Positioning of the diaeresis/tréma/umlaut

Maxim Zhukov's picture

Anyone can tell me why the diaeresis/tréma/umlaut in the lower-case ï most of the time sits lower than the dot in the i? This puzzles many designers of Cyrillic typefaces. The thing is that in Ukrainian the combination of the і and the ї is quite common (e.g., історії, 'of the history'). The doubling of the ї is not unusual either (e.g., її, 'her/hers'). Any help would be much appreciated.

k.l.'s picture

It's not the umlaut which is sitting lower, but the i-dot which is sitting higher. No pun. In most typefaces the umlaut is in line with other accents.
The i-dot may sit higher for aesthetic reasons, but I am not sure if this is a must. (I think Mr Gaultney raises the issue in his essay on diacritic design, and following it I have tried to drop the i-dot a bit but found the result unpleasing. At least in German, the combination of i and umlaut-letter doesn't occur often -- if at all.)

Karsten

hrant's picture

I can think of two possible reasons:
1) Since the tittle spans further left, it collides with the "f" more [often], so bringing it down helps.
2) Unless one makes the dots much smaller (which would cause a disturbance similar to the one caused by the height mismatch you mention/imply) they combine to have too much more presence than the single dot on the "i", so bringing them down makes them stand out less (see below).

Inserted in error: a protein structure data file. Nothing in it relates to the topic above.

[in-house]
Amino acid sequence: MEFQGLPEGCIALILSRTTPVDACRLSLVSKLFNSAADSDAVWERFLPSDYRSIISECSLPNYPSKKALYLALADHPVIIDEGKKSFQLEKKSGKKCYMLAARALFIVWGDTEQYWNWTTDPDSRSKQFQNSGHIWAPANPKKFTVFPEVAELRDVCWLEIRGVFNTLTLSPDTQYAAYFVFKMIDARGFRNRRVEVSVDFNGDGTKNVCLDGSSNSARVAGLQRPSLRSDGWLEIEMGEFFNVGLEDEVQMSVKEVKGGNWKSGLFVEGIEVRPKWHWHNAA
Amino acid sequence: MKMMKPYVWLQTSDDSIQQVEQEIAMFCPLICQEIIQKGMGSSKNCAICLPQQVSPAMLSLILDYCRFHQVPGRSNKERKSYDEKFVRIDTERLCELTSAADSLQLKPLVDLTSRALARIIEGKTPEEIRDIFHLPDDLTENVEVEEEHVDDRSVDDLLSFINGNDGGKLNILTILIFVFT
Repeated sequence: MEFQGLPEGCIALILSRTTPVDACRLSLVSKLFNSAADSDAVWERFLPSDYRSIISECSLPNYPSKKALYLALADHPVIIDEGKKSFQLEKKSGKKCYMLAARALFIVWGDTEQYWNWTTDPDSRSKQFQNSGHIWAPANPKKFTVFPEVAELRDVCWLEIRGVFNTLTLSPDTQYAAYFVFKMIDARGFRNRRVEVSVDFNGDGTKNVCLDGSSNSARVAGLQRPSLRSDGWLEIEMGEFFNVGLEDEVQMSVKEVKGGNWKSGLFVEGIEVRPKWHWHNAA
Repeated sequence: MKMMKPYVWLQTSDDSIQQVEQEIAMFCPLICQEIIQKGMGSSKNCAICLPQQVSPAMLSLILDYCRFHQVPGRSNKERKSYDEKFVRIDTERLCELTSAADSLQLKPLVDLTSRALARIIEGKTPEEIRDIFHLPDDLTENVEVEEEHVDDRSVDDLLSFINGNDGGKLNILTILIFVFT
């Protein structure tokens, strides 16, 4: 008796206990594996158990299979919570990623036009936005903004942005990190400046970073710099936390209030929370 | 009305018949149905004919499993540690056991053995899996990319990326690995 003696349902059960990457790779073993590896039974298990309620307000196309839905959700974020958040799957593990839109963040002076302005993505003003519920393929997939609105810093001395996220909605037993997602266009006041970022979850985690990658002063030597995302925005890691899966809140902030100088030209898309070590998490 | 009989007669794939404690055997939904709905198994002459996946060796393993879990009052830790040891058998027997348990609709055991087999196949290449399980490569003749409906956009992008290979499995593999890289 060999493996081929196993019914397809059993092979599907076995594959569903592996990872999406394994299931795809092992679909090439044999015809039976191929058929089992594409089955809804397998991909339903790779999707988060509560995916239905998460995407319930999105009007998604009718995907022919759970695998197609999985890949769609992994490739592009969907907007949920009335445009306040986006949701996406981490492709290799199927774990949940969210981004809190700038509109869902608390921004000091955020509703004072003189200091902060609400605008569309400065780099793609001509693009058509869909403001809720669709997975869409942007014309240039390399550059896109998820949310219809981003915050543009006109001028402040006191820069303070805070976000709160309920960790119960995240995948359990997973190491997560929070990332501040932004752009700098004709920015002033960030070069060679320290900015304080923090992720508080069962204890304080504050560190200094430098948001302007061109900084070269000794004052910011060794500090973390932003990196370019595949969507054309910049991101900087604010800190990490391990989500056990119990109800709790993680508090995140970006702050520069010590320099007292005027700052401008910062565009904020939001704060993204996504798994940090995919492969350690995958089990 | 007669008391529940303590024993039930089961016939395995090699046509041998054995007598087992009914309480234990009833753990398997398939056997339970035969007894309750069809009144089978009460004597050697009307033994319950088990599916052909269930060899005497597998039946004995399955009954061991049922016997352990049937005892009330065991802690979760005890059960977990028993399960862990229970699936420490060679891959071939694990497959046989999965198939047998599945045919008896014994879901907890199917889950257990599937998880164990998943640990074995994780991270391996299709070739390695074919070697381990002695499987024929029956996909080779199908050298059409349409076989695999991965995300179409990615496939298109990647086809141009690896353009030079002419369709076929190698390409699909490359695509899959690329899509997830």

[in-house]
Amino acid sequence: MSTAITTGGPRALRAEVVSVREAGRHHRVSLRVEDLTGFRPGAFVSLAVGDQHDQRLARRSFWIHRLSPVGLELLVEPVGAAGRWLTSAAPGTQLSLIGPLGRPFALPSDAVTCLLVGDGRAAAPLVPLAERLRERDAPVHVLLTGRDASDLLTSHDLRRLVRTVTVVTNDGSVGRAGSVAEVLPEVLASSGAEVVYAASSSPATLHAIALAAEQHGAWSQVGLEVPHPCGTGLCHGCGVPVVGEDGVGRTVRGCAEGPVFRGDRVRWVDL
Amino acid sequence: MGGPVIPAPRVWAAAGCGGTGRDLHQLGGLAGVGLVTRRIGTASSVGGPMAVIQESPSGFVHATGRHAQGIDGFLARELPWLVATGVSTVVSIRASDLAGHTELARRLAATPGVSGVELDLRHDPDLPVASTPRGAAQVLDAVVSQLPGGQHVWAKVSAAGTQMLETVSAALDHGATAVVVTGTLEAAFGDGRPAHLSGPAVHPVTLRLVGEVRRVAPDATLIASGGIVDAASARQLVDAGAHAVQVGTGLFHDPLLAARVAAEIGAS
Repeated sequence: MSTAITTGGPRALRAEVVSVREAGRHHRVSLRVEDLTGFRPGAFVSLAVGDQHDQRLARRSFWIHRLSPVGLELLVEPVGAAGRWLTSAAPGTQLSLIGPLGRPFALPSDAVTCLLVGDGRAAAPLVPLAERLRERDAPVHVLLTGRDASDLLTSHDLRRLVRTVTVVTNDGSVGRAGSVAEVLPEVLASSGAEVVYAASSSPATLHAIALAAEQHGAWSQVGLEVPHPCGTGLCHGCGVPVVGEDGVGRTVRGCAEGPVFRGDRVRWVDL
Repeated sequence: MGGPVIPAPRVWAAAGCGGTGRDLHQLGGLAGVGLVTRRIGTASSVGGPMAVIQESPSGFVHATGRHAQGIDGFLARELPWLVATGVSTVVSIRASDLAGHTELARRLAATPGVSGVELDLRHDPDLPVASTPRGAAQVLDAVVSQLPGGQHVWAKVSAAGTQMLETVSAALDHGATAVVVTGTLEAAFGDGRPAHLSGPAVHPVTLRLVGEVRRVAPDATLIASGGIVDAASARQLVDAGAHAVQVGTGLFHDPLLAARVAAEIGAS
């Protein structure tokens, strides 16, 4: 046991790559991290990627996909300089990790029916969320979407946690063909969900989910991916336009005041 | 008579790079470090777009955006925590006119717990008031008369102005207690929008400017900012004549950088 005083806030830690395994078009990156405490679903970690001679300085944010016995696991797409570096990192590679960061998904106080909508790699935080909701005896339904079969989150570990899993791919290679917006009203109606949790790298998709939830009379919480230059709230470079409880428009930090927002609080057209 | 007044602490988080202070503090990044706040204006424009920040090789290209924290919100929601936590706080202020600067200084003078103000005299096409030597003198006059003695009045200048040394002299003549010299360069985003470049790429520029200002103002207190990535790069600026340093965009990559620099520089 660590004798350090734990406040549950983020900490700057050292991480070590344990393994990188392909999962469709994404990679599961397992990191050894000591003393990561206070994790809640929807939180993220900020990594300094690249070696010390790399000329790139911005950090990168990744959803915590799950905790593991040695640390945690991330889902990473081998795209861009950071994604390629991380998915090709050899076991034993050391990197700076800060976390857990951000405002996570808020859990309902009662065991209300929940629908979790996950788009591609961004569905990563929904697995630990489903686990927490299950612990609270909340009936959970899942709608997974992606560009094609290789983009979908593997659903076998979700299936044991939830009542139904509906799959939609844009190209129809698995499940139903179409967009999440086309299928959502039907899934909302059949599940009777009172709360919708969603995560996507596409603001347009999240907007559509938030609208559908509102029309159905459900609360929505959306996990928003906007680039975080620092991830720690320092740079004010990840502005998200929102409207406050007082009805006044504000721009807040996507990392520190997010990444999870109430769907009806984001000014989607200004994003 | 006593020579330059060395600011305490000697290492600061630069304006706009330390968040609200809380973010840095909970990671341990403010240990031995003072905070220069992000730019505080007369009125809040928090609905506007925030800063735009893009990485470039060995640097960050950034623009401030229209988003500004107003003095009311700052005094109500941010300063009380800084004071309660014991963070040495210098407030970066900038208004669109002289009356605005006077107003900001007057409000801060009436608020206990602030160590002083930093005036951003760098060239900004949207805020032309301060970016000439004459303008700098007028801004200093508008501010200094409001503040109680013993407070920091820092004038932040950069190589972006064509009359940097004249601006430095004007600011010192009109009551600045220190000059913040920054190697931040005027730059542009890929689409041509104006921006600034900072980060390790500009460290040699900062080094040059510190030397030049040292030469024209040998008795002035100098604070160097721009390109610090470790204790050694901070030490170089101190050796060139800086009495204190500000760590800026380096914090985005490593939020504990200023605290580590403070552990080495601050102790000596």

> The i-dot may sit higher for aesthetic reasons

Or a functional one: since the dot is the main thing the "i"
can contribute to readability, making it more prominent helps.
I've done that (as well as make it slightly "too big") in Patria.

hhp

John Hudson's picture

I am of the school that says the diaeresis should always sit at the same height as the dot on the i, along with the dot on ċ ė ġ ż ȯ ṁ ṅ ṗ ṡ ṩ

Of course, this presumes that the dot on the i isn't in the stratosphere. For a language like English, of course, the dot on the i can be virtually any height, since there are almost no accent marks to be concerned with. But as soon as you have a language with a rich diacritical set you want the height of the dot on the i to be constrained to a reasonable height. In a typically proportioned text face, I usually align the top of the dot somewhere close to the cap height.

John Hudson's picture

If I recall correctly, Adobe revised the diaeresis height in all their fonts based on user feedback from several European countries. In all recent Adobe fonts, the dots align as I have shown above.

.'s picture

I concur with Mr Hudson, and I also align my dot and diaeresis/dieresis/umlaut accents. One of the oddest dot location things I have ever seen is in the text face used in The New Yorker, where the dots on the i and j are at slightly different heights. Looks very odd in a word like "Nijinsky".

hrant's picture

> user feedback

Ah, the solution to all our problems...

> the dots on the i and j are at slightly different heights.

Yes, another useful trick. :-)

hhp

Nick Shinn's picture

I usually make my dieresis dots a bit smaller than the i dot, for two reasons:

1. So that, compared with other accents, it (the dieresis) is not too heavy -- it has to have "single accent" weight, and not look like two 'i' dots.